The neon lights are bright on Broadway

A few days ago I posted on getting an email from Ben Brogdon who used to work in radio down in my neck of the woods (Northeast Arkansa/Southeast Missouri). As I always do, I Googled Ben and got a hit on the Broadway musical, The Best Little Whorehouse in Texas. It ran from 1978 until 1982 (later made into a movie starring Dolly Parton, Burt Reynolds, Charles Durning et al) and Ben played in the Rio Grand Band, part of the original Broadway cast. I pinged Ben to see if he was “that Ben Brogdon”:

“Yassir, tha’s me. We had a western swing band in Nashville for the fun of it, and a friend of ours who produced Asleep at the Wheel (and some of Bob Wills later stuff, and Willie Nelson’s early stuff, and who also played with Buddy Holly when he was killed) hooked us up to the powers-that-were, and we went to New Yawk on a trial basis and just stayed a while. It was a great experience, and I wouldn’t trade it for anything, but I honestly didn’t like living there very much. I will have to say, though, there sure was a lot of great music to hear, and some incredible restaurants. The play, by the way, was a lot better than the movie. I still sorta keep in touch with one of the authors of the play, Larry L. King. He lives in D.C., and still writes some. Great guy with a great mind.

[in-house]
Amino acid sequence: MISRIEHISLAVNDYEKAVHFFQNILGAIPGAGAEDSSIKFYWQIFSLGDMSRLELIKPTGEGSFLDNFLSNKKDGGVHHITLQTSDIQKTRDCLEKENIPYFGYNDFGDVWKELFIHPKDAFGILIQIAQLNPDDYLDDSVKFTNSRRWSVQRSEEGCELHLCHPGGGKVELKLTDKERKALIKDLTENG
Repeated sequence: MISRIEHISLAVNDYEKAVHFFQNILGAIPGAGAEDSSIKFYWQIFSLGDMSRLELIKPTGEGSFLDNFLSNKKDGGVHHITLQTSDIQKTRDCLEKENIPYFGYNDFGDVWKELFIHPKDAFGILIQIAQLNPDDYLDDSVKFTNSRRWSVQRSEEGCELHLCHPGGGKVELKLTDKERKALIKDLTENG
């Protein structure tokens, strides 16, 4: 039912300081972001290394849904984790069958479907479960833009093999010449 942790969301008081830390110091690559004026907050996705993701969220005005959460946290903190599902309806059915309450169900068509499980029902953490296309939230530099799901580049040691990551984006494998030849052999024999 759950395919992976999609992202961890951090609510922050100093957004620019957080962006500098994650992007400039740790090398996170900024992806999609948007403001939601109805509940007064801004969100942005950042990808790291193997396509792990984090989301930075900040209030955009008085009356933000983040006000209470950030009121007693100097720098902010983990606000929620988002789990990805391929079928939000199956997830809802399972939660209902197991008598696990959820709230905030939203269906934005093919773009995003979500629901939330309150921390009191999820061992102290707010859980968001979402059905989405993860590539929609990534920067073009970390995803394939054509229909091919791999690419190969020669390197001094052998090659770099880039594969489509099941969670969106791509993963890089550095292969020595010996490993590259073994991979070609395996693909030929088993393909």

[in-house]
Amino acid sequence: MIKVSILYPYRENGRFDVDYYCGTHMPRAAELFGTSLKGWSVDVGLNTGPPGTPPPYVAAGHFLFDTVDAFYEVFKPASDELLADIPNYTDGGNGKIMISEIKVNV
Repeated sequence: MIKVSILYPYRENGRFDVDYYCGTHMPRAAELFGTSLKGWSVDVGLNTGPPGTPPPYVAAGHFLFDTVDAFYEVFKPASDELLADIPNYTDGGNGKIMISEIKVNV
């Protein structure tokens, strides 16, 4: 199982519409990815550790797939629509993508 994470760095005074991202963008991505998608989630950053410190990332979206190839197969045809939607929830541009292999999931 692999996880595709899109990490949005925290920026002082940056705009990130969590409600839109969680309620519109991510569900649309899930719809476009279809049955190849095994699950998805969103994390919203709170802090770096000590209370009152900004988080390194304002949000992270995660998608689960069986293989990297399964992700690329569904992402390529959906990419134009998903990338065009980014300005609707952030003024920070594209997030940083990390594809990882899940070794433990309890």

In case you’re interested, I’ve worked with some kinda big name acts, but most of them were country. (Stonewall Jackson, Dottie West, Donna Fargo, Barbara Mandrell, and others). I did work a club in Nashville where we backed a lot of different people doing showcases, or even just settin’ in, and got to play with Tony Orlando, Lou Rawls and others. All in all, I’d say I’ve played bass for about 150 name or near name acts. And the number of great instrumentalists I’ve been fortunate to pick with still amazes me. I don’t know if you’ve heard of some of them, but Lenny Breau and Danny Gatton, as well as Roy Clark, Chet Atkins and some others are some who I’ve gotten to pick for. Now, please, I’m not name dropping, but I’ve been in the bidness a long time and have been very lucky.

If you saw The Best Little Whorehouse In Texas in New York at the 46th street theater in ’78 or ’79, I was probably playing bass. I left and went back to Nashville after about two years. You’ll also see me on a blues website, I think, and I’m on a lot of steel guitar things.”

Talk about your brushes with near greatness! Ben has agreed to let me interview him and we’re working on the details but it sounds like he’s got some great stories to tell. Stay tuned.

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